My coldest winter since Chicago

Climate change is a politically charged subject. This makes it more difficult for us layman to evaluate the arguments over what is happening and expected to happen to temperatures (i.e. to know who to trust). “Climate change” is a more neutral term than “Global Warming” reflecting, I assume, the fact that scientists who specialize in climate and weather disagree not only over the impact of increases in CO2 on temperatures, but how to measure and compare temperatures over time. Should we measure land temperatures or sea temperatures or land and sea temperatures combined. Are these temperatures the result of averaging dozens or hundreds or tens of thousands of measurements and how is each reading weighed in the average? Which methods of measuring temperature are more reliable—satellite measures, ground stations, tree rings, etc. and how is one to be adjusted and matched to others in order to compare temperatures over long periods of time.

I suspect that one reason that global warming has been changed to climate change is that the global temperature has declined over the last 17 years. Temperatures have been rising and falling for thousands of years. By some measures (I have no idea which ones) it was hotter at the time of Christ than now and again in the 1300s AD and a lot hotter seven thousand years ago. But I don’t know how we can trust estimates of temperatures seven thousand years ago with now.

One of my favorite graphs is the “reconstructed global temperature over the past 420,000 years based on the Vostok ice core from the Antarctica (Petit et al. 2001).” The little red box on the far right is the most recent 5,000 years.

VostokTemp0-420000 BP

Thus I find the temperature information provided every morning in the Washington Post quite interesting. For example, yesterday at BWI the high was 23° and the low as 2°. The record high for BWI on the same date was 74° in 1930 (85 years ago) and yesterday’s low was the record low for that date. Fifty or so miles south at Reagan National (don’t quote me on the distance) the high yesterday was 27° and the low was 14° (well it is further south) while the record high and low for that date were 75° in 1953 and 7° in 1885. If those constitute a trend we must be moving into another ice age. Though it feels like it, I doubt it. Climate change seems the right words to describe what we have observed.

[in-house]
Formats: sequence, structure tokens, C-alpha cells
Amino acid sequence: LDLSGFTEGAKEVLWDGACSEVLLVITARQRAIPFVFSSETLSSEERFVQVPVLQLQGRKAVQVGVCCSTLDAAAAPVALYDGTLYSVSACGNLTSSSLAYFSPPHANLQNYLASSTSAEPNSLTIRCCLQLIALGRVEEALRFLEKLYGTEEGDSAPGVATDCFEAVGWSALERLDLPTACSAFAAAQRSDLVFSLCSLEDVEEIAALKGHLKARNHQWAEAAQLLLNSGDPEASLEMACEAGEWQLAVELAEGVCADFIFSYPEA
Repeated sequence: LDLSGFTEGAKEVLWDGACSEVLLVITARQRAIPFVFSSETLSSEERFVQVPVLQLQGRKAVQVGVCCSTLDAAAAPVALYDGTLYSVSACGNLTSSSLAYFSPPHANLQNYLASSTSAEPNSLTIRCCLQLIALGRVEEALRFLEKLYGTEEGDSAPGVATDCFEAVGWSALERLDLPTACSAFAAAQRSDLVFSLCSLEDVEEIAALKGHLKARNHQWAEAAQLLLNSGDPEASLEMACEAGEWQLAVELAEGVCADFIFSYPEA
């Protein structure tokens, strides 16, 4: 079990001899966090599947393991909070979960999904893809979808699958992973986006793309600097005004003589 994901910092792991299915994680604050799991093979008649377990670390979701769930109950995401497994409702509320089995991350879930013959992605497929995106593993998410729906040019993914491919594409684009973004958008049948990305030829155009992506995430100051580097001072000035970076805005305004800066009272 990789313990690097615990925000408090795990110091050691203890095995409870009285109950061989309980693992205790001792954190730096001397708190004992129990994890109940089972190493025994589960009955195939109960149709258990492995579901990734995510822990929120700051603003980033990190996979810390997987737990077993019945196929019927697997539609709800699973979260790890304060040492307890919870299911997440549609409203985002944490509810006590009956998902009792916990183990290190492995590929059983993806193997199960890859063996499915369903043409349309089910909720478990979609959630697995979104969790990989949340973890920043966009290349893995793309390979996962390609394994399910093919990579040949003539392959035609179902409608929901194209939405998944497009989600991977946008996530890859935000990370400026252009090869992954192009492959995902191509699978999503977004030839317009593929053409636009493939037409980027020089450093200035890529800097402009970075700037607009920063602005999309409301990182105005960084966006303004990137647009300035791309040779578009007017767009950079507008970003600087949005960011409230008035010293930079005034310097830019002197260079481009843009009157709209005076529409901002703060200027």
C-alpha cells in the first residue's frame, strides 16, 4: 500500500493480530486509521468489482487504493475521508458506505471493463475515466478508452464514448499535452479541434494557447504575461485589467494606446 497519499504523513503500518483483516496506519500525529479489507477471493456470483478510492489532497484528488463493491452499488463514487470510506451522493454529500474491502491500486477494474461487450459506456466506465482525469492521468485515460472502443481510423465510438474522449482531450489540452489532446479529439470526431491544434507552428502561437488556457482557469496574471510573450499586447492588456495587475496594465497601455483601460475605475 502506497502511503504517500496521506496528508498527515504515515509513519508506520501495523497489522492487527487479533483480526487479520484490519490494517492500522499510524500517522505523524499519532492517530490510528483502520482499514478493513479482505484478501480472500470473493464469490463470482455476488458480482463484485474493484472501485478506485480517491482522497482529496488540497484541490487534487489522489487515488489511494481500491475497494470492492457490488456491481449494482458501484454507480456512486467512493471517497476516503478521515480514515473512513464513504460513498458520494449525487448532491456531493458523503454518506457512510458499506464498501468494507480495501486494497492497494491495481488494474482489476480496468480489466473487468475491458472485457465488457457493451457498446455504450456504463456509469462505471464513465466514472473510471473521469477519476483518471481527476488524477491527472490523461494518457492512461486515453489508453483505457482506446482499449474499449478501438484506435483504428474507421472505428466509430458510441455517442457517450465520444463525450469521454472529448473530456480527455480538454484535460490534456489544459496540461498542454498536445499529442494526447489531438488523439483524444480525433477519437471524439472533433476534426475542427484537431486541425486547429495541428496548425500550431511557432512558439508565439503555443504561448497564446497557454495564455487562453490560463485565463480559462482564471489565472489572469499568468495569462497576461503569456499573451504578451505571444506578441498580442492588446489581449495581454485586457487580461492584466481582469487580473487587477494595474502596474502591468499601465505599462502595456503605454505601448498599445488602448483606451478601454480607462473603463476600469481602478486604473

About wcoats

I specialize in advising central banks on monetary policy and the development of the capacity to formulate and implement monetary policy.  I joined the International Monetary Fund in 2003 from which I retired in 2003 as Assistant Director of the Monetary and Financial Systems Department. While at the IMF I led or participated in missions to the central banks of over twenty countries (including Afghanistan, Bosnia, Croatia, Egypt, Iraq, Israel, Kazakhstan, Kenya, Kosovo, Kyrgystan, Moldova, Serbia, Turkey, West Bank and Gaza Strip, and Zimbabwe) and was seconded as a visiting economist to the Board of Governors of the Federal Reserve System (1979-80), and to the World Bank's World Development Report team in 1989.  After retirement from the IMF I was a member of the Board of the Cayman Islands Monetary Authority from 2003-10 and of the editorial board of the Cayman Financial Review from 2010-2017.  Prior to joining the IMF I was Assistant Prof of Economics at UVa from 1970-75.  I am currently a fellow of Johns Hopkins Krieger School of Arts and Sciences, Institute for Applied Economics, Global Health, and the Study of Business Enterprise.  In March 2019 Central Banking Journal awarded me for my “Outstanding Contribution for Capacity Building.”  My most recent book is One Currency for Bosnia: Creating the Central Bank of Bosnia and Herzegovina. I have a BA in Economics from the UC Berkeley and a PhD in Economics from the University of Chicago. My dissertation committee was chaired by Milton Friedman and included Robert J. Gordon.
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1 Response to My coldest winter since Chicago

  1. Joe Cobb says:

    I believe in climate change. My favorite book on the topic is “Unstoppable Global Warming – Every 1,500 Years” (2007) by S.Fred Singer and Dennis T. Avery. It consists, they show evidence, of three or four cycles of different modularity that will peak every 1,500 years. We are about 200 years away from one such historical peak. The Copenhagen Consensus led by Bjorn Lomborg or some other souce has pointed out “the damage from humans has been done” so figure out how to adapt most efficiently and effectively. Hint: becoming cave men again will not help, because burning wood is a major crisis (blame the poorest people). We need more natural gas and petroleum, and we have got it due to fracking. God loves us after all.

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